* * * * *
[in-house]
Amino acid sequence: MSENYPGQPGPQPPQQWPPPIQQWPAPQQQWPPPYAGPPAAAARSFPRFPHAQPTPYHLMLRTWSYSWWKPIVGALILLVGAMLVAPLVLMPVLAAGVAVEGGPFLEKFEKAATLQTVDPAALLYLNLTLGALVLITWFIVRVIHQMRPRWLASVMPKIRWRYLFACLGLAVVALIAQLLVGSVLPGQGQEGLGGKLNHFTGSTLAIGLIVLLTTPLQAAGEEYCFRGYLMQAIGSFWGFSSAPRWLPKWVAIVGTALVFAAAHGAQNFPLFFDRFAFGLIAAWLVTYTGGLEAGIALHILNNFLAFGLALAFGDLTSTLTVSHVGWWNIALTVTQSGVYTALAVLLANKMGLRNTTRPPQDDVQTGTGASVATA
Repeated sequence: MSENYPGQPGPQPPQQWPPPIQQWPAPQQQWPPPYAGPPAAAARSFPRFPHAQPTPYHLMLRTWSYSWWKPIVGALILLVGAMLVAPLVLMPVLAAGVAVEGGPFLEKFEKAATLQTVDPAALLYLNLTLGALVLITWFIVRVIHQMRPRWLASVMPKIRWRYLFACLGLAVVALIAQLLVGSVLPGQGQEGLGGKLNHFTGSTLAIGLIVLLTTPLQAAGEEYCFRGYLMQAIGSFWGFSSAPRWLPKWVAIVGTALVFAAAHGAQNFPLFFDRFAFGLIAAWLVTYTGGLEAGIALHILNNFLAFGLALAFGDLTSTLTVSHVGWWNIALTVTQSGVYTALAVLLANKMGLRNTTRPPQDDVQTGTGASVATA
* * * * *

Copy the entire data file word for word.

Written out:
[in-house]
Amino acid sequence: MSENYPGQPGPQPPQQWPPPIQQWPAPQQQWPPPYAGPPAAAARSFPRFPHAQPTPYHLMLRTWSYSWWKPIVGALILLVGAMLVAPLVLMPVLAAGVAVEGGPFLEKFEKAATLQTVDPAALLYLNLTLGALVLITWFIVRVIHQMRPRWLASVMPKIRWRYLFACLGLAVVALIAQLLVGSVLPGQGQEGLGGKLNHFTGSTLAIGLIVLLTTPLQAAGEEYCFRGYLMQAIGSFWGFSSAPRWLPKWVAIVGTALVFAAAHGAQNFPLFFDRFAFGLIAAWLVTYTGGLEAGIALHILNNFLAFGLALAFGDLTSTLTVSHVGWWNIALTVTQSGVYTALAVLLANKMGLRNTTRPPQDDVQTGTGASVATA
Repeated sequence: MSENYPGQPGPQPPQQWPPPIQQWPAPQQQWPPPYAGPPAAAARSFPRFPHAQPTPYHLMLRTWSYSWWKPIVGALILLVGAMLVAPLVLMPVLAAGVAVEGGPFLEKFEKAATLQTVDPAALLYLNLTLGALVLITWFIVRVIHQMRPRWLASVMPKIRWRYLFACLGLAVVALIAQLLVGSVLPGQGQEGLGGKLNHFTGSTLAIGLIVLLTTPLQAAGEEYCFRGYLMQAIGSFWGFSSAPRWLPKWVAIVGTALVFAAAHGAQNFPLFFDRFAFGLIAAWLVTYTGGLEAGIALHILNNFLAFGLALAFGDLTSTLTVSHVGWWNIALTVTQSGVYTALAVLLANKMGLRNTTRPPQDDVQTGTGASVATA